DSHEA Overhaul Proposed
Classifying dietary supplements as drugs could limit the public’s access.
A scathing attack on the nutritional supplement industry recently published in the New England Journal of Medicine has some health freedom advocates fuming. In the article, titled “Hazards of Hindsight—Monitoring the Safety of Nutritional Supplements,” Dr. Pieter A. Cohen calls for “sweeping changes” in the way supplements are made available to health-conscious consumers.
With his aggressive rhetoric, Cohen appears to be proposing a complete dismantling of the Dietary Supplement Health and Education Act (DSHEA) that has protected our health freedom for 20 years. But Cohen’s reasoning does not seem to back up this radical overhaul, and his suggestions do not reflect the American public’s wishes on DSHEA.
One Bad Apple
Cohen demands change because one supplement company—out of the thousands in existence—produced a tainted supplement. Cohen leverages this one company’s poor performance into an overarching condemnation of the entire supplement industry. Cohen then insists, “Every supplement ingredient should undergo rigorous safety testing before marketing.”
Curiously, Cohen’s demand mirrors the FDA’s first draft guidance on New Dietary Ingredients (NDI), which also proposed a pre-market review process for supplements. Years earlier, the first drafts on Adverse Event Reporting (AER) for supplements took the same strategy, attempting to place vitamins in the same class as synthetic drugs. It is worth noting that these early NDI and AER drafts were quickly quashed after overwhelming protest by both the American public and our elected officials.
Regardless, forces at work continue to target DSHEA by attempting to re-classify supplements as drugs. Here’s the scary part: The enemies of health freedom know exactly what they are doing with these tactics. If they ever succeeded in classifying supplements as drugs, they would destroy the core foundation upon which DSHEA is built—and the stronghold that protects our right to take supplements would come tumbling down.
If dietary supplements were treated as drugs requiring pre-market approval, those who take them to support their health would be out of luck. Prices for even the most basic daily multivitamin would skyrocket. Access to nutritional supplements would be closed off, brick by brick, until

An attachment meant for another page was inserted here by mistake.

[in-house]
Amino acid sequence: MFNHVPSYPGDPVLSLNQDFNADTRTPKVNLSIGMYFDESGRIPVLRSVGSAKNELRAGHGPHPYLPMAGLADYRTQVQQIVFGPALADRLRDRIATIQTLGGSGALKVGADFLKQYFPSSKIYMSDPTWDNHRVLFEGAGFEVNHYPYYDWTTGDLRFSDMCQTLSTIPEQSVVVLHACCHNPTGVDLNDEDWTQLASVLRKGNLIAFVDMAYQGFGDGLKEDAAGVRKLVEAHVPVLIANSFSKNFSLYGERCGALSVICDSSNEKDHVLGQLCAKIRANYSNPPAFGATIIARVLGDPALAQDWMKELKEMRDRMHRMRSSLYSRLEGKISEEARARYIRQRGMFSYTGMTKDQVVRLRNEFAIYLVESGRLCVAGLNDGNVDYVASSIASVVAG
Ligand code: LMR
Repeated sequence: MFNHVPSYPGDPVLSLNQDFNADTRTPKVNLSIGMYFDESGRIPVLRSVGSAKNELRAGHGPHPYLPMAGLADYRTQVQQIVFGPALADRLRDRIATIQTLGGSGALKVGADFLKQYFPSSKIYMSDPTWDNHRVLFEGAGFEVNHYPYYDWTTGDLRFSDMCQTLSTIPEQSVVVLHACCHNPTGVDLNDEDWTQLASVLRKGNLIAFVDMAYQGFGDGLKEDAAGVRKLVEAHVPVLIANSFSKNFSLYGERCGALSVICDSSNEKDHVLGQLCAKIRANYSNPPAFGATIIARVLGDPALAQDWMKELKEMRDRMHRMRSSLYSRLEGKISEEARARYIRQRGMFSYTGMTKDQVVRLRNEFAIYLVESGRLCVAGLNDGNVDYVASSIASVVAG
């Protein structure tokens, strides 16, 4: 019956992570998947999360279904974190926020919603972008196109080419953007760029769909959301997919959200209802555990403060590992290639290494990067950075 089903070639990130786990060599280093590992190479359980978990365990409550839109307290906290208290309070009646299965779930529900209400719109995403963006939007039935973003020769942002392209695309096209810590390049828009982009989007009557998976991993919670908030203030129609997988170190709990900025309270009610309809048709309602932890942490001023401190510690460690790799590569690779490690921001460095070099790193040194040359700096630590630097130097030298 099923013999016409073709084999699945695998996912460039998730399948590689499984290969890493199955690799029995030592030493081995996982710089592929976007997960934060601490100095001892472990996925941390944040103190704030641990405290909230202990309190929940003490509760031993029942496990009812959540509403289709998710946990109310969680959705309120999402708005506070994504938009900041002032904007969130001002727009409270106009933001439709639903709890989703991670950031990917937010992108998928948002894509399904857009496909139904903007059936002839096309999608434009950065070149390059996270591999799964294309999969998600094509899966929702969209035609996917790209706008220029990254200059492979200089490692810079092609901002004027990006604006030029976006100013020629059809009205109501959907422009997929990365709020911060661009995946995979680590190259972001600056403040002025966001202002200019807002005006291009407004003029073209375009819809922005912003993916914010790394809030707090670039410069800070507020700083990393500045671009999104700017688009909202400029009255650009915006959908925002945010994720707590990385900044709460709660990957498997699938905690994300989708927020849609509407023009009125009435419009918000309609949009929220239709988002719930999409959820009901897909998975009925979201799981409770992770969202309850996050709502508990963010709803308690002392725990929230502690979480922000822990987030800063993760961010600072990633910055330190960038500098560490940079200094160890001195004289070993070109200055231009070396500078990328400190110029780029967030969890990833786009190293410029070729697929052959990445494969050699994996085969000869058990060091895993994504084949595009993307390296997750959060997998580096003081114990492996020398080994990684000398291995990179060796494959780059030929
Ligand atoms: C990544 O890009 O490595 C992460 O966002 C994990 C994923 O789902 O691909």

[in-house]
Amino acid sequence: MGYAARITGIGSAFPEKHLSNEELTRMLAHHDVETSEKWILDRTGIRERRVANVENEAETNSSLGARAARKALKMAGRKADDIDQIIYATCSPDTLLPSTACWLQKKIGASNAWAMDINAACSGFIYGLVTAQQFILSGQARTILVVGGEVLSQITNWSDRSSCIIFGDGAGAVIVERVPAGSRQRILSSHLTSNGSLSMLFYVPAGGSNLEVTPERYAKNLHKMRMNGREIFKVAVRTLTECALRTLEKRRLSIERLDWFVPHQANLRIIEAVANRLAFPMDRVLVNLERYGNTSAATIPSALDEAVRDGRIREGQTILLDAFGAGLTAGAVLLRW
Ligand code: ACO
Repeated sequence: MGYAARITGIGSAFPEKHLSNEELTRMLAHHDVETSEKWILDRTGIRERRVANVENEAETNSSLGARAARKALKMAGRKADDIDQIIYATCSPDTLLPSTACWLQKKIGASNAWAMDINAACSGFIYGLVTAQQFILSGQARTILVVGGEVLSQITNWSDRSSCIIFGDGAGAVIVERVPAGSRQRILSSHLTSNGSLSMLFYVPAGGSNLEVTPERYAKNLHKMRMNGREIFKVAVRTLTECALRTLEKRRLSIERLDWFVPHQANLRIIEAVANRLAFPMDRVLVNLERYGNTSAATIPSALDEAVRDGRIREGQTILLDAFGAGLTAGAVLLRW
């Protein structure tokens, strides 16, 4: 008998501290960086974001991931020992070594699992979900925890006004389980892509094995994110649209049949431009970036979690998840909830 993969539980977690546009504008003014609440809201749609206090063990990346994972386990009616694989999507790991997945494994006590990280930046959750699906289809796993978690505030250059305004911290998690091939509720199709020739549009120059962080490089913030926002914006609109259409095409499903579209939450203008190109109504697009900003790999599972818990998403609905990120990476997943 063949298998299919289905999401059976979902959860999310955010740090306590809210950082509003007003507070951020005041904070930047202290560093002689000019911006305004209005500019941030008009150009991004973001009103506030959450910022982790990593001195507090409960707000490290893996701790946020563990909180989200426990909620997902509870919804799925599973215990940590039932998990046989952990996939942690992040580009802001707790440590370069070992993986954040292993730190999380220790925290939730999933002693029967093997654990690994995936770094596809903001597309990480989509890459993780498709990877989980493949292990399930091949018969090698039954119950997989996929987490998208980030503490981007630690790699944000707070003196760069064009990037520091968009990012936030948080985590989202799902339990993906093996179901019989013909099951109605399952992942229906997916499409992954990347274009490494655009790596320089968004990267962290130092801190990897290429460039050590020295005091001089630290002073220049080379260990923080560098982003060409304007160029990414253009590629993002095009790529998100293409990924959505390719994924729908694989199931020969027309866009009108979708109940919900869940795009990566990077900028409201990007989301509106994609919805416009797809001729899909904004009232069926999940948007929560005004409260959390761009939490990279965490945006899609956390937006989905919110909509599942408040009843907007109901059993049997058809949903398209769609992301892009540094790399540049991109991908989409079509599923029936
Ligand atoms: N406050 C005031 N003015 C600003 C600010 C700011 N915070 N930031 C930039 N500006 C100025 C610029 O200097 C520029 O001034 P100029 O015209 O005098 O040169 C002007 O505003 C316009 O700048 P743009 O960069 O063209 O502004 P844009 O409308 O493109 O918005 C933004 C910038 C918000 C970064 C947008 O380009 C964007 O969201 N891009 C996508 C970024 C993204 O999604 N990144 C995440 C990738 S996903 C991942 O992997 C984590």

consumers might find themselves suddenly needing a doctor’s prescription in order to get vitamin C.
If you wanted a safe, natural herb that has been used in health traditions dating back thousands of years, your only option might be to venture out into the wilderness to harvest it yourself.
Fortunately for health-conscious Americans, Cohen’s vision for our future simply does not match how the law works. DSHEA has already established that nutritional supplements are to be classified as foods—not drugs. DSHEA succeeded because 2.5 million citizens wanted it to. That’s how many people voiced their support of DSHEA in the largest letter-writing campaign to Congress in United States history—all to ensure we could keep our supplements, always.
Repeated attempts to reclassify supplements as drugs defy the American public. Even though we have expressed our desire to preserve DSHEA time and time again, it’s time to voice our support once more.
Please write to your elected officials and urge them to always treat supplements as foods. Remind them that under DSHEA, the FDA can warn, fine, seize, prosecute or close companies that distribute dishonest, dangerous or adulterated products. With these powers, the FDA seems to already have more than enough authority to protect the public—one would hope. For the sake of health freedom, visit nha2014.com and join the Nutritional Health Alliance today!
*This editorial is a public service announcement sponsored by the Nutritional Health Alliance (NHA).